In the old timey days of milkmaids and wooden churns, buttermilk was the substance left behind after cream was turned into butter. Since refrigerators had yet to be invented, the cream was left to sit out at ambient temperatures, where it would attract wild bacteria cultures that made the butter more flavorful and gave the leftover buttermilk a pleasantly tangy taste. In the early 20th century, a modernized buttermilk was developed that was thicker, richer, and, thanks to industrial pasteurization equipment, far less likely to give people food poisoning. The “new and improved” buttermilk no longer had anything to do with cream or butter—it was cultured milk that had been fermented with lactic acid bacteria, much like yogurt and kefir.
But you didn’t come here looking for a whole history on buttermilk. You’re here looking for a substitution, because your recipe requires buttermilk and, seriously, who actually keeps buttermilk in the house? You might even be consulting a few different sites for potential substitutions, and some resources will tell you to stir up some milk and vinegar and then let it sit for a few minutes. But now that you’ve read the first paragraph, you will forever know that the milk-and-vinegar substitution is a lie! A lie that will lead to subpar biscuits and pancakes and fried chicken and oh, the horror of it all. If you’re making a recipe that calls for buttermilk, then it’s a recipe that shouldn’t disappoint you. You deserve better, so you’re going to do it right.
When you stir milk with something like vinegar or lemon juice, you cause a chemical reaction between the former’s proteins and the latter’s acid. Milk is made up of two different proteins: casein and serum. Casein is made up of negatively charged molecules, and vinegar contains hydrogen molecules that are positively charged. Once mixed, those molecules find each other quick and start rubbing their electrons all over each other, and the casein proteins run off on their own to form into big, white clumps called curds. The serum proteins, also known as whey, stay in the milk that’s left behind. The ol’ milk-and-vinegar trick gives you milk that has curdled, and there is an illogical belief that curdled milk and buttermilk are interchangeable. When milk has curdled it’s because it’s gone bad, and bad milk is sour just like buttermilk is. The difference is that curdled milk is thin and disgusting, and cultured milk is thick and not.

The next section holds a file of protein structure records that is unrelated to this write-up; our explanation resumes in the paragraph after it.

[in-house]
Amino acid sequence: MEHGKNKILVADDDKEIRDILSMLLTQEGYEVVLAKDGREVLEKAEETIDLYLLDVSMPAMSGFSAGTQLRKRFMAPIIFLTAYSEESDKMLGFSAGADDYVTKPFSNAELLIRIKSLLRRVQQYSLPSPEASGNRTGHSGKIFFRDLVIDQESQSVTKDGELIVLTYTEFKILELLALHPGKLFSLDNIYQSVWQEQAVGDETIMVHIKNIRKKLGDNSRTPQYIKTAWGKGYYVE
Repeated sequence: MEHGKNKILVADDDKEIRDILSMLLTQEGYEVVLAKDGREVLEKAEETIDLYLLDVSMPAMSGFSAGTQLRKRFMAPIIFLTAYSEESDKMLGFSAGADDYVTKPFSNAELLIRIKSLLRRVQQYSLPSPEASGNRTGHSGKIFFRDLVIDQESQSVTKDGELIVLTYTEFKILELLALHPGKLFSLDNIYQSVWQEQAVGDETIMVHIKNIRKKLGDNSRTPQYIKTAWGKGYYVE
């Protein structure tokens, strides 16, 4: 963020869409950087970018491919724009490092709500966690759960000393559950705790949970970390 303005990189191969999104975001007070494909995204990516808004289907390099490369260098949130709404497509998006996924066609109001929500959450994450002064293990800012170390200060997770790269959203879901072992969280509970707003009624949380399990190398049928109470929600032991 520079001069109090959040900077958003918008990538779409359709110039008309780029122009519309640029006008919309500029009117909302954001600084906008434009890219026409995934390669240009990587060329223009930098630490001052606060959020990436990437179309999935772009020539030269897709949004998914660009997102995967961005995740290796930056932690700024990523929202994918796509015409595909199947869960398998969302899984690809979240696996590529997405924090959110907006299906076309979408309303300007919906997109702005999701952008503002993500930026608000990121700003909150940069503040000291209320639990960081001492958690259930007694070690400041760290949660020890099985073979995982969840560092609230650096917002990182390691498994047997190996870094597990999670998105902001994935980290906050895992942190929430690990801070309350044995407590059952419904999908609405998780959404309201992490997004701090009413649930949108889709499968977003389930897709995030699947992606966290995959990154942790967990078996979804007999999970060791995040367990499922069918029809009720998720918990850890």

Buttermilk is what happens when milk is mixed not with acid, but with cultures of lactic acid bacteria, which are the good, or probiotic, type of bacteria. The bacteria feed on the milk’s naturally occurring sugar (lactose), converting it into lactic acid. As the bacteria reproduce, they produce more acid, and as we learned a paragraph ago, acid causes the casein proteins to curdle. But, unlike curdled milk that has separated and soured, once the cultured milk begins to thicken, it is then rapidly cooled to slow down the bacteria to a virtual standstill. If it was allowed to continue thickening, it would become yogurt. Do you see where this is going?
If you don’t have buttermilk, stir together one part plain yogurt with two parts milk. Not only will you replicate the flavor nearly perfectly, you’ll also replicate buttermilk’s luscious consistency, which is absolutely essential if you’re making baked goods, pancakes, sauces, or dressings. In marinades and brines (like the ones for fried chicken), the lactic acid is essential for tenderizing the meat’s proteins—something that acidified, soured milk just cannot do.
But wait, there’s more! I know that when it comes to recipe substitutions, sometimes you need a substitution for the substitution. If you don’t have regular yogurt, you can use three parts milk to one part plain Greek yogurt (which is yogurt that’s been drained of extra water), or sour cream (which is essentially yogurt that’s made out of cream, not milk). Both will create the thick, creamy consistency your recipe requires, with ample amounts of pleasant tang.